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He Said/Then She Said: Is Failure a Black Hole?


An advice blogumn by Andy Allen and Kalimba Bennett

Dear He Said/Then She Said,

I am a freelance audio engineer, constantly involved in one or two day jobs on short notice and building a reputation. I recently worked a job that was a disaster. Turns out I made a techincal blunder that rendered all the audio unusable. I offered to pay back my fee but I can’t seem to reimburse my confidence. How do I recover from such a disaster and not sit around dreading my next job?


Doomed to Fail

HE said:

Doomed to Fail,

I’m so sorry that happened to you.  It sounds like it was a mildly traumatic experience.  I am a musician and I have recorded a lot of my own music myself as well as with other people, so I think I might have a pretty good understanding of how you feel and what the other party might be thinking.

It sounds like you know what went wrong.  If you don’t, then pinpointing your error would be the absolute first step here.  After you’ve identified your mistake, you should run some drills working with that mistake until that particular part of your job becomes second nature to you.  If you don’t feel like you need to run drills and work with it, then just make a dramatic mental note to yourself so that it will be next to impossible for you to ever repeat that mistake again.

The most important thing is to regain your confidence.  Confidence will allow you relax and perceive all the different facets of future jobs clearly.  It will allow you to work with steady hands and a steady mind that can vividly recongnize the big picture as well as the minute details of any job.

If I laid down a lot of guitar work or a lot of vocal work that I was really happy with and the engineer couldn’t come up with any of it at the end of the day, my confidence in his or her capacity to do their job would be profoundly rattled.  I would hire a new engineer.  I would be too concerned about other mistakes down the line.

This is an opportunity to reassess your approach to your work.   Refocus and sharpen your skills.  If it’s not your skills that need sharpened, then take a look at your concentration.

I would send a copy of a successful future job to the client in question here.   I would attach a letter, stating both your regret concerning their dissatisfaction with your performance as well as your desire to have his or her confidence renewed in your work.  I would write, “Even if you never hire me again, it is important to me for you to know that I am capable of great work.  I deeply regret the mistake I made with your project.  It was an isolated incident.”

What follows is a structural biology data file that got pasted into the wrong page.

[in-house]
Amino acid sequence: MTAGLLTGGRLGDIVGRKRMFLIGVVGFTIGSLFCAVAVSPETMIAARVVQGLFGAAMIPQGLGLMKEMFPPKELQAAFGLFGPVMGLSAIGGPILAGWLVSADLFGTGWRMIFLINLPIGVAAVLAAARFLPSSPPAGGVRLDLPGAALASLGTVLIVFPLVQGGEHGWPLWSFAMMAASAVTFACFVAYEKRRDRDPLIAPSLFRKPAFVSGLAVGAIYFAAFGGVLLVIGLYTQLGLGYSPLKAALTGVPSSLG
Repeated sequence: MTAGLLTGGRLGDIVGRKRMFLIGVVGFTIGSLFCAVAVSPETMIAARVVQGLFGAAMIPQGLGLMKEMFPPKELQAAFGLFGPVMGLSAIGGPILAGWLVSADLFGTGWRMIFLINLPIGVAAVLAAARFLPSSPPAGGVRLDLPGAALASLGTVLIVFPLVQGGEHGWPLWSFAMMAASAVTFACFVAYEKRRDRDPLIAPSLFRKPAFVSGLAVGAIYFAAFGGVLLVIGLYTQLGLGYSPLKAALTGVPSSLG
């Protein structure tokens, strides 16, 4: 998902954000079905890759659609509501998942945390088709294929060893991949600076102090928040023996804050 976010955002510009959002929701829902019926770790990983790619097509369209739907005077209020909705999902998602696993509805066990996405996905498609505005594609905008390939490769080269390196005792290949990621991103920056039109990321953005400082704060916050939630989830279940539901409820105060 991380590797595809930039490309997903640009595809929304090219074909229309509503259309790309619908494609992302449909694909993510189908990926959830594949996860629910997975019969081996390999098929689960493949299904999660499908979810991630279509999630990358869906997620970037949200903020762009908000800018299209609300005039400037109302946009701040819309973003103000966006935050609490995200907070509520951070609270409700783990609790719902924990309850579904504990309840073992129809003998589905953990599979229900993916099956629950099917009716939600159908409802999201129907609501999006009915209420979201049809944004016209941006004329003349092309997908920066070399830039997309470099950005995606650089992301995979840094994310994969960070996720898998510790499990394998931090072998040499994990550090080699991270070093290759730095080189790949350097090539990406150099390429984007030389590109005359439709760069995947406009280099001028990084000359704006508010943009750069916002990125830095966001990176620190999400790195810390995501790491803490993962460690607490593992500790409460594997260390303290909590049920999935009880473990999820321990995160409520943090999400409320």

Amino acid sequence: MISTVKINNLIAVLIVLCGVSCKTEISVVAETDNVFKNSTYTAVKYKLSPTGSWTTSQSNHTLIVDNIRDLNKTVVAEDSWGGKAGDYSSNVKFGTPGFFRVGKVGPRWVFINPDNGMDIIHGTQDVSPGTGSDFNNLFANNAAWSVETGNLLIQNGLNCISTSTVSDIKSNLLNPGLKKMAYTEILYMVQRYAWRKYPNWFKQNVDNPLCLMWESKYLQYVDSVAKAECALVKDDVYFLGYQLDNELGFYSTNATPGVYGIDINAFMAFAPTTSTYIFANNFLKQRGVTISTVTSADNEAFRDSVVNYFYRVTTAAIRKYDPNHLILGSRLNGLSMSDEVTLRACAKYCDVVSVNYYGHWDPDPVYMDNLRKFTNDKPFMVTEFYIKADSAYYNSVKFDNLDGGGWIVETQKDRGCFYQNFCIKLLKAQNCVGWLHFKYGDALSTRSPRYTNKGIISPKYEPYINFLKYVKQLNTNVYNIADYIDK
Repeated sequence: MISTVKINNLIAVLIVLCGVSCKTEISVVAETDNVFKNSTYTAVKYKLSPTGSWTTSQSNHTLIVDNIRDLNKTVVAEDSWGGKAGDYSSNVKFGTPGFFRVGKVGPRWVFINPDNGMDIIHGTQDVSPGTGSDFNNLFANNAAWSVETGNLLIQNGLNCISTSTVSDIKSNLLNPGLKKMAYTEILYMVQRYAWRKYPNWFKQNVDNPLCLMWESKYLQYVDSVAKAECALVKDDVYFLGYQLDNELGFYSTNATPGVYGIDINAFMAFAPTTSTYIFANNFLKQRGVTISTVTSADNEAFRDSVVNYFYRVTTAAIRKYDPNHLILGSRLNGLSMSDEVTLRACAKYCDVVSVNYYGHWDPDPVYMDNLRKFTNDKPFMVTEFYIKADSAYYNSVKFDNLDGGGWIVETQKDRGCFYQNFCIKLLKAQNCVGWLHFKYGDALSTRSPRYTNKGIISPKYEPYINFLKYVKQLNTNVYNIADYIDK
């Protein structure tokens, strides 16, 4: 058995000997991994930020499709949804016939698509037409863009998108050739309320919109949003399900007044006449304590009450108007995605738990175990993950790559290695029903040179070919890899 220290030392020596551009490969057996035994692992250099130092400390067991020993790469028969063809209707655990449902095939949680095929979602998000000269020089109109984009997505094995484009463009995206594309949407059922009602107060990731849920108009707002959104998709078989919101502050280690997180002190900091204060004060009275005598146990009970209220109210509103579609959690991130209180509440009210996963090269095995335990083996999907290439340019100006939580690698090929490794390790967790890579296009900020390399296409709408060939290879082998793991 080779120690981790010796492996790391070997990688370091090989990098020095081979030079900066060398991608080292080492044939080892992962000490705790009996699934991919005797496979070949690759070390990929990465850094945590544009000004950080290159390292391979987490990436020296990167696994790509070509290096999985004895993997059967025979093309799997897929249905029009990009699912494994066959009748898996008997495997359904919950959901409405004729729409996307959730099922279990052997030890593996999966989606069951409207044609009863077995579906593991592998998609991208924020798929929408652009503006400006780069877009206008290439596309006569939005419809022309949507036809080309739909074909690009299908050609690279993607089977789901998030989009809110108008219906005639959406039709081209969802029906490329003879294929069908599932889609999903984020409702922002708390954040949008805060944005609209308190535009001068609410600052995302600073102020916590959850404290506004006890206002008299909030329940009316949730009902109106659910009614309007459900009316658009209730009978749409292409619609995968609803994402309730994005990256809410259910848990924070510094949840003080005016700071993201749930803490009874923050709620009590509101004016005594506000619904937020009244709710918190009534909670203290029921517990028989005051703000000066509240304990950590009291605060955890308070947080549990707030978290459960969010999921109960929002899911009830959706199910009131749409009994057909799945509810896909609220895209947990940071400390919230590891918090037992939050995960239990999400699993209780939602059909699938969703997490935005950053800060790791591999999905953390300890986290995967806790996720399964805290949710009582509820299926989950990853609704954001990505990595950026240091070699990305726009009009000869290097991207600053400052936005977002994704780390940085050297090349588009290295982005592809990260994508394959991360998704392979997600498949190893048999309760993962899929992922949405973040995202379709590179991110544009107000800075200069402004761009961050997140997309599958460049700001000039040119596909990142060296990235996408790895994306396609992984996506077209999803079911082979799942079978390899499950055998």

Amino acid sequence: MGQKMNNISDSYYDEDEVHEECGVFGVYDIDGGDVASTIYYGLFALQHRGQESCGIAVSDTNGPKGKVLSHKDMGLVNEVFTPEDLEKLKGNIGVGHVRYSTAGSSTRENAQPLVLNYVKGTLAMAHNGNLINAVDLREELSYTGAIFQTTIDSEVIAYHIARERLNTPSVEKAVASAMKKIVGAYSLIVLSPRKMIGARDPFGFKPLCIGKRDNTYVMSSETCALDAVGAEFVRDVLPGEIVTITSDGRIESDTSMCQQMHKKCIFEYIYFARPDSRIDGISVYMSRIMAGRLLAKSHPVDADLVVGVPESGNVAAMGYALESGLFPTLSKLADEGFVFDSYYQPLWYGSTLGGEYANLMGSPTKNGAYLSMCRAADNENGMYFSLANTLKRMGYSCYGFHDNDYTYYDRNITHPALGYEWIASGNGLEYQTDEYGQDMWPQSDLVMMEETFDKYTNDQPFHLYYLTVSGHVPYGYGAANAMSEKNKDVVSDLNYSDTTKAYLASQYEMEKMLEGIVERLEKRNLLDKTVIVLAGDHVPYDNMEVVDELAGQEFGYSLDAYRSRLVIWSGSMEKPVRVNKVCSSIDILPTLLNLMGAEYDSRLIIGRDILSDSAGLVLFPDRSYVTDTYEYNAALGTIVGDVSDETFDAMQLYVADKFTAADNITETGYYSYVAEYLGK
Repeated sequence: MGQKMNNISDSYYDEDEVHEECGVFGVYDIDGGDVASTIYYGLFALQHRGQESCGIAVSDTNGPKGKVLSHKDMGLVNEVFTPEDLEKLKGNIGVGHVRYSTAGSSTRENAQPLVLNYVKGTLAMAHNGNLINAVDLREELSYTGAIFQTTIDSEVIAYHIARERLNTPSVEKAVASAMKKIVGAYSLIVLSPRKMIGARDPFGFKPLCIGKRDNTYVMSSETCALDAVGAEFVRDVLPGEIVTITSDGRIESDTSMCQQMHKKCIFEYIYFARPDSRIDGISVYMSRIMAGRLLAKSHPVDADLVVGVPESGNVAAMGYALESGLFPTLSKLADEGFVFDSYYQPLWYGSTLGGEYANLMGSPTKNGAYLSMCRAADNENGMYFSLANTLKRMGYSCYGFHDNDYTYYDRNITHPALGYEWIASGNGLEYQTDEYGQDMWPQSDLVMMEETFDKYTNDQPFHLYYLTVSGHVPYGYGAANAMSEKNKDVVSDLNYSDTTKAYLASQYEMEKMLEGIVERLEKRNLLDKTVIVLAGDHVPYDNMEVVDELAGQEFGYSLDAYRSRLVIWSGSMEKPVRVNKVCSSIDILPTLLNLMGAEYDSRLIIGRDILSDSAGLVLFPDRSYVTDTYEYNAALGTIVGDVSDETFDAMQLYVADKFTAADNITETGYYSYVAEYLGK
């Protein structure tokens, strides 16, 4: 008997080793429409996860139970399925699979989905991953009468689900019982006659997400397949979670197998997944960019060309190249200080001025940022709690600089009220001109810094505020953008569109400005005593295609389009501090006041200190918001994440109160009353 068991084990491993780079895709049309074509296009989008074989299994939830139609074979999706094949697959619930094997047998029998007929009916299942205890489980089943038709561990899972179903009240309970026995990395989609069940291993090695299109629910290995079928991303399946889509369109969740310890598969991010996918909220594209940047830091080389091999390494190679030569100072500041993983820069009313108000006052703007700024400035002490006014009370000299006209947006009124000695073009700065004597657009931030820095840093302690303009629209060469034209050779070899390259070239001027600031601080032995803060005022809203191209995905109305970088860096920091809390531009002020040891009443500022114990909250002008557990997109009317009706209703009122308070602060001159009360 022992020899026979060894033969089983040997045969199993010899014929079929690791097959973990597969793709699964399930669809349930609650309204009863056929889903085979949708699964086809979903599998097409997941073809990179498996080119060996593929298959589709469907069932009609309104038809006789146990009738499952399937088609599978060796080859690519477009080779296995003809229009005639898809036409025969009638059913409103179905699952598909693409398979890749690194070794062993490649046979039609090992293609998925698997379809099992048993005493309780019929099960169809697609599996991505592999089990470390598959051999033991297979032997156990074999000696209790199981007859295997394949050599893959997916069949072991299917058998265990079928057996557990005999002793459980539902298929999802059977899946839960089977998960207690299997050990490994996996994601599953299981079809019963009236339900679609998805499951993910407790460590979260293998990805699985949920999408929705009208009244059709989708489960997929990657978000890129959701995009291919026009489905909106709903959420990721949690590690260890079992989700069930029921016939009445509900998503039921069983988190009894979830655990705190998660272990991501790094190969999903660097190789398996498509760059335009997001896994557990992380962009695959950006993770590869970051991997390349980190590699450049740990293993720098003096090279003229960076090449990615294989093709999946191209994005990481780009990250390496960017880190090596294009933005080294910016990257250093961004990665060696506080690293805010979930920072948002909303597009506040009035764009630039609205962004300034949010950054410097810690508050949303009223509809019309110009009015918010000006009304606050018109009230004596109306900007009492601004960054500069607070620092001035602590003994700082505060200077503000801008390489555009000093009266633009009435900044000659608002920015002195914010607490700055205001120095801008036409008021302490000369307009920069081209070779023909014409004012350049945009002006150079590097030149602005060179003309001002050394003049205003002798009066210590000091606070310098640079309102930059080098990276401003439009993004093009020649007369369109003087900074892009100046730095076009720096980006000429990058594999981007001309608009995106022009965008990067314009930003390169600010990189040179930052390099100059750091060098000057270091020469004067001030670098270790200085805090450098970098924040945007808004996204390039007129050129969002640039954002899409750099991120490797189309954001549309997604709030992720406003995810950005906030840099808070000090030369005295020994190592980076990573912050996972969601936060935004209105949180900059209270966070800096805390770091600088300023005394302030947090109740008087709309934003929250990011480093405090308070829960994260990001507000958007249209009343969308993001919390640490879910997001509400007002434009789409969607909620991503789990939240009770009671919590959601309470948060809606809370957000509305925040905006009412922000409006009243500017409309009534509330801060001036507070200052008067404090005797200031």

Good luck getting yourself dusted off and feeling shiny and clear=headed again.  The first step toward that will be understanding with great clarity exactly what tripped you up on the last job.



Then SHE said:

My sweet, sweet, Doomed to Fail,

There’s good news and there’s bad news.  Let’s start with the bad:

1.  It sounds (no pun intended) like you made a pretty big mistake.


2.  Well,  lets see.  Hmmm…I got nothin’!

Now, here’s the good news:

1.  You’re human!   By screwing up you proved to to yourself and the rest of the world that we humans are not perfect.  Whew!  What a relief.

2.  You are a stand up person – you offered to reimburse the project, which proves that you’re a good egg.  Now pat yourself on the back for having such integrity and doing all that you could do (in my opinion) to remedy the situation.

3.  You work freelance! You don’t have to go to work everyday and suffer the cringeworthy experience of being “The engineer who lost all the sound on the Smithson project.”  You can pack up your lessons and move on (and you will) to your next adventure.

4.  You have become a better sound engineer!  In the words of Henry Ford “Failure is only the opportunity to begin again more intelligently.”  Perhaps you’re more meticulous now or maybe you learned a new skill in trying to recover the sound.  The point is, you are now better equipped for the next job – and maybe it’s a huge one – that comes your way because of this experience.

5.  You’ve got a great story to share with someone in your position someday.  We all fail.  In the future someone you love will fail miserably.  They will be hurting and feeling paralyzed just like you do now.  You’ll be a more compassionate listener and because you “failed,” you’ll be able to relay this story, helping them feel less isolated in their experience.

The bottom line, for me, is that it’s all perspective.  Yes, give yourself a moment to feel mortified and freaked out.  That’s totally normal.  But don’t get stuck there. Think about the list I gave you of possible “positives”, remember that you’ve done this job before, that you’ve done it well, and focus on what you love about it so you can keep moving forward!